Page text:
22 Buddhist theories on the roots of conflict In Buddhist theories and

22 buddhist theories on the roots of conflict in

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2.2 Buddhist theories on the roots of conflict In Buddhist theories and practices, the parallel of the posture of not knowing can be drawn from the concept of skillful understanding ( yoniso-mansikara ) which is rooted in right mindfulness ( sammasati ), the seventh link in the Eightfold Noble Path In the context of conflict resolution, by practising right mindfulness and skillful understanding, the cessation of conflict and affliction can be achieved by eliminating the three poisons: the elements of greed ( lobha ), hate ( dosa ) and delusion ( moha ), which are the unwholesome roots of action ( akusala-mula ) found in all conflicts (McConnell, 1995, p. 183-184): a. Greed often involves self-centered desire for change or resisting change by protecting ones own interest over issues such as money, possession, sex, power, respect and so on. b. Hate or anger comes from resentment or hostility between the disputants most often caused by the way they treat each other since the beginning of their conflict. Their interactions have caused more suffering to each other than the original conflict. c. Delusion is caused by the disputants’ image of the ‘self’ versus the ‘enemy’. “Conflict analysis needs to identify the views, perceptions, attachments, and emotions of all the parties in dispute (p.184).” 2.3 The Five Aggregates Reframing Model Mathieu Boisvert in his book The Five Aggregates – Understanding Theravada Psychology and Soteriology (1995) demonstrated that one of the most important contribution of Buddhism to mankind is the Buddha’s teaching about suffering and liberation from suffering. Although the five aggregates are seen as responsible for the arising of suffering, no academic research has established how the function of each of these aggregates chains beings to the cycle of birth, death and rebirth. I am convinced that without a thorough understanding of the five aggregates, we cannot grasp the liberation process at work within the individual, who is, after all, nothing but an amalgam of the five aggregates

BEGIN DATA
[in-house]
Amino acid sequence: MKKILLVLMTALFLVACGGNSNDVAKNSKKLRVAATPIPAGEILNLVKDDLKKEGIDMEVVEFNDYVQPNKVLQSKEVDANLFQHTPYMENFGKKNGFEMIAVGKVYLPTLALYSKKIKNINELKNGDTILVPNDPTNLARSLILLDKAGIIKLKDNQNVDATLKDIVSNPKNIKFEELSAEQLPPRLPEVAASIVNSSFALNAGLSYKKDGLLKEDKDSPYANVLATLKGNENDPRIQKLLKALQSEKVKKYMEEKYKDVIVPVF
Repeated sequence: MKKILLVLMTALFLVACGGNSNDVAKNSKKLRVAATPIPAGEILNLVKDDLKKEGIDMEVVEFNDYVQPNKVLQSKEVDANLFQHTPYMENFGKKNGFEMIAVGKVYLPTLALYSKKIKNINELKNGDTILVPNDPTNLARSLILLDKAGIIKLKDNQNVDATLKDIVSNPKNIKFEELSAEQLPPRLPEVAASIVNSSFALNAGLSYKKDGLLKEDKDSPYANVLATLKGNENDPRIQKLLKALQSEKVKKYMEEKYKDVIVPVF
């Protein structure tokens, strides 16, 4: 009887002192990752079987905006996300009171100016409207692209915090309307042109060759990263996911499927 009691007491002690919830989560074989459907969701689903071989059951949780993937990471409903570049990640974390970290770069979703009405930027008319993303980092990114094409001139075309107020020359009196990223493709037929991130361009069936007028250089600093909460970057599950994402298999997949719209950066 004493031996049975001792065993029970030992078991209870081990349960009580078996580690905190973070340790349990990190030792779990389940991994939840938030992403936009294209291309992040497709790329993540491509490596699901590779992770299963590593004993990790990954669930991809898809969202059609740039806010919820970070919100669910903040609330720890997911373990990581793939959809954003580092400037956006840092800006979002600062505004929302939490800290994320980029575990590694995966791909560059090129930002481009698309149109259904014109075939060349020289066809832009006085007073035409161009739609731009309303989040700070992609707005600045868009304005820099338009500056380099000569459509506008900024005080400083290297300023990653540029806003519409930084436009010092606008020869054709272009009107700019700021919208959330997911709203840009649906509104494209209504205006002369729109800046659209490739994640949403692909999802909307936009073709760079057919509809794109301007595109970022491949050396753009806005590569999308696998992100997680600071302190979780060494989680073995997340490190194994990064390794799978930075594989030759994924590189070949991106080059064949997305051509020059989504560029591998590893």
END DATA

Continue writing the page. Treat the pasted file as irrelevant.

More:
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5 (p.11). Other than the first aggregate of form ( rupa ) which represents all material forms and the fifth aggregate of consciousness ( vinnana ) through which all the other aggregates are experienced, the aggregates that are most important for the change process are the functions of second aggregate of sensation ( vedana) , third aggregate of recognition ( sanna ) and fourth aggregate of karmic acitivities ( sankhara ): Sensation – being either pleasant, unpleasant or neutral – can occur only in a body which is conscious. Similarly, recognition occurs solely when consciousness is aware of sensations. The karmic activities, sometimes restricted to volition ( cetana ), were gradually elaborated to include about fifty principles, from “contact” ( phassa , the combination of a sense organ, its object and consciousness), energy and greed to understanding, benevolence, compassion and attention. (Foreword, p.ix) In mediation, the importance of reframing is to detoxify, to highlight the interests and needs, and to create doubt about the mind set of the disputants about their positions.
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